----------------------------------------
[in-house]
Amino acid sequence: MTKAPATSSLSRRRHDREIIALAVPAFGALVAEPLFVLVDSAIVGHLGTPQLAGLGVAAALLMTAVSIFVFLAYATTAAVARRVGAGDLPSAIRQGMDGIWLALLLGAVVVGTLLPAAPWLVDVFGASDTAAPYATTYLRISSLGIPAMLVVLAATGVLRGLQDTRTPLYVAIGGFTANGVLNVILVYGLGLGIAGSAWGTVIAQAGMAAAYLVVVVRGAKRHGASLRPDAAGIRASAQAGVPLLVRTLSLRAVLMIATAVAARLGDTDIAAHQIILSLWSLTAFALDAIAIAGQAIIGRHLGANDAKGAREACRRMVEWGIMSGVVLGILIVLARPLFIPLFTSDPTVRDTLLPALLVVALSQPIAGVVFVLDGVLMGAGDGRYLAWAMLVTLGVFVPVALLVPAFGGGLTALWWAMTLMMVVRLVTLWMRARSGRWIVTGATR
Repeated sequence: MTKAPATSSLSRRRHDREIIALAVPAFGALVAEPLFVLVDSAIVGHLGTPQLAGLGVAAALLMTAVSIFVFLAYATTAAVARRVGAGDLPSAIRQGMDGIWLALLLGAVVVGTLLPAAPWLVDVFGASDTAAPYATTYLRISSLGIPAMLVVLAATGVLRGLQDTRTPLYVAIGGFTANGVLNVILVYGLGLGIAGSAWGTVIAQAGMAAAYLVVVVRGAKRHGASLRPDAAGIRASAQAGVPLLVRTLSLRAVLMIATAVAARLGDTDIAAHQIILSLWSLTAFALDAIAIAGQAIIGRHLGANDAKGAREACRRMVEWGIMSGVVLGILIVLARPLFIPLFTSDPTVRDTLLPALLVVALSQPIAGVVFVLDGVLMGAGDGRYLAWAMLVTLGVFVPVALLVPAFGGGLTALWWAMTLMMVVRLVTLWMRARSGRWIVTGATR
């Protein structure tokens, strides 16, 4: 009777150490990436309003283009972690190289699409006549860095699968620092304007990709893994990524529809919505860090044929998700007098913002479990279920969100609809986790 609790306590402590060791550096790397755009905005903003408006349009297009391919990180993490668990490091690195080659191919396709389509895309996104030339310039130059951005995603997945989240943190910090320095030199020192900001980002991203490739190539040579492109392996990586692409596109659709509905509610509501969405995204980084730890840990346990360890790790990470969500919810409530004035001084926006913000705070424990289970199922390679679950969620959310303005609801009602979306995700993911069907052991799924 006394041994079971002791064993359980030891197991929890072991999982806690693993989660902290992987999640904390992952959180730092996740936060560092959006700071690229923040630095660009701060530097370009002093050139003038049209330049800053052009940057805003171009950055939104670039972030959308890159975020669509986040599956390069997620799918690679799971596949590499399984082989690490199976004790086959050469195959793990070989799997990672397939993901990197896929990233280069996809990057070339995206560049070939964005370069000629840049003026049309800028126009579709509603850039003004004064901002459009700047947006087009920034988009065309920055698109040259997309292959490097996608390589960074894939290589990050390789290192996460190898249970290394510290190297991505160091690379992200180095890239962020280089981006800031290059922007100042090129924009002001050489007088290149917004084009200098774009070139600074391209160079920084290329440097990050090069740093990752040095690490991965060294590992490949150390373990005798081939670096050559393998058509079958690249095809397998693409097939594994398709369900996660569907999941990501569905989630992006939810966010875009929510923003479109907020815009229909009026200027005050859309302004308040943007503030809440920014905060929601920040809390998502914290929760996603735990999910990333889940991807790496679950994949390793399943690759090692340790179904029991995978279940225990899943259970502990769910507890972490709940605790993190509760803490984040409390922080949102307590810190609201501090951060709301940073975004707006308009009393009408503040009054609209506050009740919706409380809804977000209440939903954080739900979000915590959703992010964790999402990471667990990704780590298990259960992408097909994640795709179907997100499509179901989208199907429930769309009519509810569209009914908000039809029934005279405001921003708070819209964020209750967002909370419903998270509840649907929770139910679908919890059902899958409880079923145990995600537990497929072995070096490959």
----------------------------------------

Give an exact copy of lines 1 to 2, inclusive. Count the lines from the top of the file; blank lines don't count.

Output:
[in-house]
Amino acid sequence: MTKAPATSSLSRRRHDREIIALAVPAFGALVAEPLFVLVDSAIVGHLGTPQLAGLGVAAALLMTAVSIFVFLAYATTAAVARRVGAGDLPSAIRQGMDGIWLALLLGAVVVGTLLPAAPWLVDVFGASDTAAPYATTYLRISSLGIPAMLVVLAATGVLRGLQDTRTPLYVAIGGFTANGVLNVILVYGLGLGIAGSAWGTVIAQAGMAAAYLVVVVRGAKRHGASLRPDAAGIRASAQAGVPLLVRTLSLRAVLMIATAVAARLGDTDIAAHQIILSLWSLTAFALDAIAIAGQAIIGRHLGANDAKGAREACRRMVEWGIMSGVVLGILIVLARPLFIPLFTSDPTVRDTLLPALLVVALSQPIAGVVFVLDGVLMGAGDGRYLAWAMLVTLGVFVPVALLVPAFGGGLTALWWAMTLMMVVRLVTLWMRARSGRWIVTGATR